Beware a new bug. I recently found out about the Japanese Cedar Longhorn Beetle, a.k.a. the cedar longhorn beetle, equally destructive to trees and shrubs as the infamous Asian Longhorn Beetle. Although it was thought to be a dead-wood eater in Japan, it seems it has taken to tastier digs here: pines, false cypresses, cryptomerias, arborvitae, to mention a few. Emerging in early spring at the point where two branches meet, the females lay yellow eggs in the crevices of the bark, and the larvae eventually feast on the wood, creating serpentine roadwaylike lines. The cycle starts again the following year. Montgomery County is affected, and according to horticultural consultants Keystone Tree Experts, the bugs have been spotted in Bucks County, too. You can help by reporting any sightings to your local Cooperative Extension Agency. For more information, go to http://massnrc.org/pests/pestFAQsheets/japanesecedarlonghorn.html.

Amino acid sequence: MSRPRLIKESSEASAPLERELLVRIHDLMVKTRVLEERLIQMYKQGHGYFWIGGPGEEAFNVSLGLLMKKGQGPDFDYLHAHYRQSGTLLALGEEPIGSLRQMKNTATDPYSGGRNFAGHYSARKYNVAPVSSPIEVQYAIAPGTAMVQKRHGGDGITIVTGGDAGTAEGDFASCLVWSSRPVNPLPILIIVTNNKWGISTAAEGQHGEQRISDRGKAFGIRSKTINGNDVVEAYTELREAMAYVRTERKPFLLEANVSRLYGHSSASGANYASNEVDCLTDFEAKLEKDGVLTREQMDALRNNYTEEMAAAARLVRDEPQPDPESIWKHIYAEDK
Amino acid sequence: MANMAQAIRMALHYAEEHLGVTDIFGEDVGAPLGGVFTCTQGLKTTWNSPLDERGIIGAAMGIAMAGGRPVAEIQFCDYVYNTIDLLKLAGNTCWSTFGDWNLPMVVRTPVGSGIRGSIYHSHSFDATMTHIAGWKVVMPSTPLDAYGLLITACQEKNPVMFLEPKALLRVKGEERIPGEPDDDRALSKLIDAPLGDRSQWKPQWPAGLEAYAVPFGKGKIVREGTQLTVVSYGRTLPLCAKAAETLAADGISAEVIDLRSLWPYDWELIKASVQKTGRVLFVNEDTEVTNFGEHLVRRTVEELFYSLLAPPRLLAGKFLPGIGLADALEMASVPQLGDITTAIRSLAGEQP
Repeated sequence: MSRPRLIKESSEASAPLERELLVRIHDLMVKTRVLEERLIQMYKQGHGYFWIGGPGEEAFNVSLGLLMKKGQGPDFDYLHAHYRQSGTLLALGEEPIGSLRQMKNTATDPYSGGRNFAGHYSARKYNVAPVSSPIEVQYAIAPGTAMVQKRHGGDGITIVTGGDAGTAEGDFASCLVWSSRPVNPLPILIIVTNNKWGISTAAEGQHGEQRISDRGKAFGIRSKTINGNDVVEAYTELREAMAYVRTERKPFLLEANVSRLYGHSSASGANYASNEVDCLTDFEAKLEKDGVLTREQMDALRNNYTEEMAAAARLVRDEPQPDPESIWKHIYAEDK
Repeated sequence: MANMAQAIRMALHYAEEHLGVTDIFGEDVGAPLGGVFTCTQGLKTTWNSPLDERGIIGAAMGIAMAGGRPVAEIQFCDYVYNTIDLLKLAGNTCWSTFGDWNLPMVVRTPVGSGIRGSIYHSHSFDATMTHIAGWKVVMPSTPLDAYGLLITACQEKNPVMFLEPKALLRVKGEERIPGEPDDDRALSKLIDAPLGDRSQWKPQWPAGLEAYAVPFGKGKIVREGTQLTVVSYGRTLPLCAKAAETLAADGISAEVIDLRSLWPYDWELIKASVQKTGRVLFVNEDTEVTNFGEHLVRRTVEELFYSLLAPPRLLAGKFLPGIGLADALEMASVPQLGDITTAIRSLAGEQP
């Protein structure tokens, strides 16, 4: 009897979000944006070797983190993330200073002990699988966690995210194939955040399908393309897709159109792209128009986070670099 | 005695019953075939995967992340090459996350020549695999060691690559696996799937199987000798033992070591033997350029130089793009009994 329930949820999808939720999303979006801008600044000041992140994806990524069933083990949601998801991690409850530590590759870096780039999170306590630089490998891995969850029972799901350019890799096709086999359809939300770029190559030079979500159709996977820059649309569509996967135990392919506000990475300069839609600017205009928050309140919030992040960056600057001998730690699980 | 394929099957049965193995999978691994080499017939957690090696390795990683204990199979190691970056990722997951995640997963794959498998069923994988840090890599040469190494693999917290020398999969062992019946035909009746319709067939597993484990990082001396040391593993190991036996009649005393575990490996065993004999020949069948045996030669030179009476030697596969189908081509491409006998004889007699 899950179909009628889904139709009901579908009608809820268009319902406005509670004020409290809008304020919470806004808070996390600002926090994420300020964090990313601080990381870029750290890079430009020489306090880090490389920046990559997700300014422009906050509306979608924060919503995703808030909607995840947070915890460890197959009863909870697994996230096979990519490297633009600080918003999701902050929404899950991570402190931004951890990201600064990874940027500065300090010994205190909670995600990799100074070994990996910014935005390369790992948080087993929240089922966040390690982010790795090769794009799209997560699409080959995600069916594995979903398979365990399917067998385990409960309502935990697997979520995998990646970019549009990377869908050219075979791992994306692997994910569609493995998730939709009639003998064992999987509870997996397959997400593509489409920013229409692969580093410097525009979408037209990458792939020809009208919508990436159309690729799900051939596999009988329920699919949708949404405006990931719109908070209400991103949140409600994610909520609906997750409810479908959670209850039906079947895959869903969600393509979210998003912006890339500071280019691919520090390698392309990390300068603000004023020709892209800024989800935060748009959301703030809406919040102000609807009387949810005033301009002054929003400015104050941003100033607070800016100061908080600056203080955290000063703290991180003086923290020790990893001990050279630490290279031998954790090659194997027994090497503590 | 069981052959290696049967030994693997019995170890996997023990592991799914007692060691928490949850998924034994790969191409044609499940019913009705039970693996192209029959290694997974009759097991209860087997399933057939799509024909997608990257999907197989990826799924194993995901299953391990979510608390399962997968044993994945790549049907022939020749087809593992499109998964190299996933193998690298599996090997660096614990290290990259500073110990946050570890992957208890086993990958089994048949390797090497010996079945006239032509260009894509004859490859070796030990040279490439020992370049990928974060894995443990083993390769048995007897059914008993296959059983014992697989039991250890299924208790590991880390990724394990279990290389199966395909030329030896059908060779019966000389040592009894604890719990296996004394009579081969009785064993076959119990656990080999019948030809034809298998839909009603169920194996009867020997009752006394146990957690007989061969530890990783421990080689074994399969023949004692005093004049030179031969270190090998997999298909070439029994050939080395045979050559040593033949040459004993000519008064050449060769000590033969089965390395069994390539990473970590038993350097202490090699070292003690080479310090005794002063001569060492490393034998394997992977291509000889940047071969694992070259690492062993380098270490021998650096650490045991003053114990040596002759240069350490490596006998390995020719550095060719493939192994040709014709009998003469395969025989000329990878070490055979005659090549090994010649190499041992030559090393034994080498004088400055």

Add to your plant palette.Oenothera fruticosa (narrowleaf evening primrose or sundrops), in bloom now along roadways and in meadows, can provide a tall vertical visual in the garden while attracting all sorts of pollinators and birds. Finches and siskins love the seed and warblers love the insects it attracts. If that's not enough, the root can be used for flavoring wine. It even has healing powers, used as a curative for everything from female problems to whooping cough. The plant, which likes poor soil, is a biennial (its full life cycle is two years, flowering in the second year). Sprinkling the ripened seed in several weeks will provide green plants for next year and tall verticals the following year. To learn more, go to http://pss.uvm.edu/pss123/peroenot.html and http://tinyurl.com/bqezh7c.